Jet Lag

jet lag

I just returned from a 3 week trip to Asia. The trip was amazing and I was bursting with energy each day, eager to walk, talk, view and eat my way through amazing countries and cultures that were new to me. I was even able to adjust fairly quickly on my arrival – after traveling for over 24 hours – to my new environment within about a day.

So I can’t understand why on my return home, I am still struggling on day 5 to get back on track?

I realize it’s not just me. My entire family is feeling the same way. Yesterday, my son slept for 18 hours and I woke him up in time for dinner. He had the same experience two days before. I have dragged myself out of bed midday the past few days and walk around in a caffeine induced fog. For example, I just went to put away a blouse in my closet but stood staring at the hanger for a few seconds, unsure of what I was supposed to be doing. Yes, I am moving that slowly.

Trying to pick a restaurant to meet my friend at for lunch is totally overwhelming. It feels like my brain is working at less than half speed. Writing this blog post is nothing short of torture. Jet lag.

I decided to do a little research today on jet lag since I can’t will myself out of it, nor are any of the methods I am using to get past it working – especially the stay up the first night and force yourself back into your normal clock and routine. That did not work at all.

Jet lag is a real physiological condition that causes upset to our circadian rhythm or our body clock. It happens due to rapid long-distance transmeridian (east to west or west to east) travel. The term derives from the arrival of travel by jet aircraft because travel before was not rapid enough to cause any such significant phenomenon.

When traveling across a number of time zones, our bodies become out of sync with our new time zone and how we experience daylight and darkness in contrast to what we’re used to. As our natural patterns are upset, our rhythms for eating, sleeping, body temperature and even hormone regulation don’t correspond to our environment. These discrepancies are what we experience as jet lag.

Jet lag is not related to the length of a flight but more to the distance traveled. And it involves east-west or west-east travel only. So a north-south flight or vice versa will not result in jet lag. In my limited research, it has been suggested that recovery could take about a day per time zone crossed. From the map above, it looks like I crossed 7 time zones to get home. Apparently the maximum disruption is +/- 12 hours so if the time difference between your two locations is greater, you can subtract that number from 24. So 7 days. And, by the way – traveling east is worse than traveling west because the body clock has to be advanced, which is a more difficult adjustment than delaying it. Traveling east by 6 – 9 time zones is apparently the most difficult.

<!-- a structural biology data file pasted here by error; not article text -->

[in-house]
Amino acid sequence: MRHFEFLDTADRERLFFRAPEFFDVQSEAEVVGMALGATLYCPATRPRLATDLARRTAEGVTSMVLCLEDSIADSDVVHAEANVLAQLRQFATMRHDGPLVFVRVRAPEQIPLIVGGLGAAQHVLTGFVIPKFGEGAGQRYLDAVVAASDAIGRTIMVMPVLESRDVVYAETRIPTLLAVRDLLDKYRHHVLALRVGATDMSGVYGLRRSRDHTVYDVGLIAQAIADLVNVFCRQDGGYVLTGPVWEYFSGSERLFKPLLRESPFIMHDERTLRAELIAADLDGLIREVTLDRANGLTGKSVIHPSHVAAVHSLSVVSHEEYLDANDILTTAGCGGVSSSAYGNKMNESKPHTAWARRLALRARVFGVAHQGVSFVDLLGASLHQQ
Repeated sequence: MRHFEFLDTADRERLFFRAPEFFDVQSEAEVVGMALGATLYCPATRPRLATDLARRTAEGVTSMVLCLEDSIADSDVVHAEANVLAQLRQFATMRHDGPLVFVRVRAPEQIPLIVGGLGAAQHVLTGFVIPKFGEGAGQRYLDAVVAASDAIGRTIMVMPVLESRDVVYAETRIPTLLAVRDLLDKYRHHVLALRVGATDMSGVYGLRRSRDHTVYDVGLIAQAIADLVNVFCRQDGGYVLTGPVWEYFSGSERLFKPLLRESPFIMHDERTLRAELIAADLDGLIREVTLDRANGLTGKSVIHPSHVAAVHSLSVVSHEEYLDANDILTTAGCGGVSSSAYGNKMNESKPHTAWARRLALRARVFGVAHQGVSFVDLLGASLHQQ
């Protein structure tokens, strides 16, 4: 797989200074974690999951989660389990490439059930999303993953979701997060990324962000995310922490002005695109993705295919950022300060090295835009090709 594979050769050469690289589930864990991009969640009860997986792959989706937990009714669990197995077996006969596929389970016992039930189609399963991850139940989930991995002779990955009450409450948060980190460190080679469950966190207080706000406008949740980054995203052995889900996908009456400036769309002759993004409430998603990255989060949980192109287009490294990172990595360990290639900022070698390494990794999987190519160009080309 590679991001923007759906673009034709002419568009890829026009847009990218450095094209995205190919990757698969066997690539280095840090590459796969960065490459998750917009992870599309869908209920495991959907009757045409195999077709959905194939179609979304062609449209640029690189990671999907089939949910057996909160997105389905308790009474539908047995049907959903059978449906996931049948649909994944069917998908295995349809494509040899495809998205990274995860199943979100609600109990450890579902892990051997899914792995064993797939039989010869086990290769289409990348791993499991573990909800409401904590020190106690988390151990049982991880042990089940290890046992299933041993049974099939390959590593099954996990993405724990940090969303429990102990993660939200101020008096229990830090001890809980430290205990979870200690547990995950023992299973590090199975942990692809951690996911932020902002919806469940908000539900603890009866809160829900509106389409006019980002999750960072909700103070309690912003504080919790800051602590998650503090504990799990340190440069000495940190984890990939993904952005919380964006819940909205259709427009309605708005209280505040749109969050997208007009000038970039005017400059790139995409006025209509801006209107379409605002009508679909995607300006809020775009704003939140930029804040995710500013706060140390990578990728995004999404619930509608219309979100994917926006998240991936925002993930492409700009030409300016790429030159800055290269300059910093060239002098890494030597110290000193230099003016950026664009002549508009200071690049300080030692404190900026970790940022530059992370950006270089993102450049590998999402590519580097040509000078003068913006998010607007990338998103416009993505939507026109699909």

Symptoms can include difficulty with sleeping, poor mental concentration, fatigue, headaches, irritability and indigestion. For me, the difficulty with sleeping (wide awake at odd hours, crashing during the day, tossing and turning) explains all of the other resulting symptoms!

Interestingly, I stopped fighting the system on about day 6. I went with the flow a bit more. Slept when I needed to sleep. Drank iced tea most of the day but slept until I woke up naturally. By day 8 I was beginning to feel human again. Here at day 10, I’m almost ready to say that I’m back to normal.

I’m sure like many things, jet lag sensitivity will vary by person. And perhaps frequent travelers get used to it to a degree. For me, I will continue to experiment with methods to gain more rest en route (though I’m just not a good jet sleeper) and methods of recovery. Or perhaps I will just block out the number of days I need when I return from future travels to recover peacefully and without expecting 3 blog posts to be written on day 2. Or day 3 or 4.


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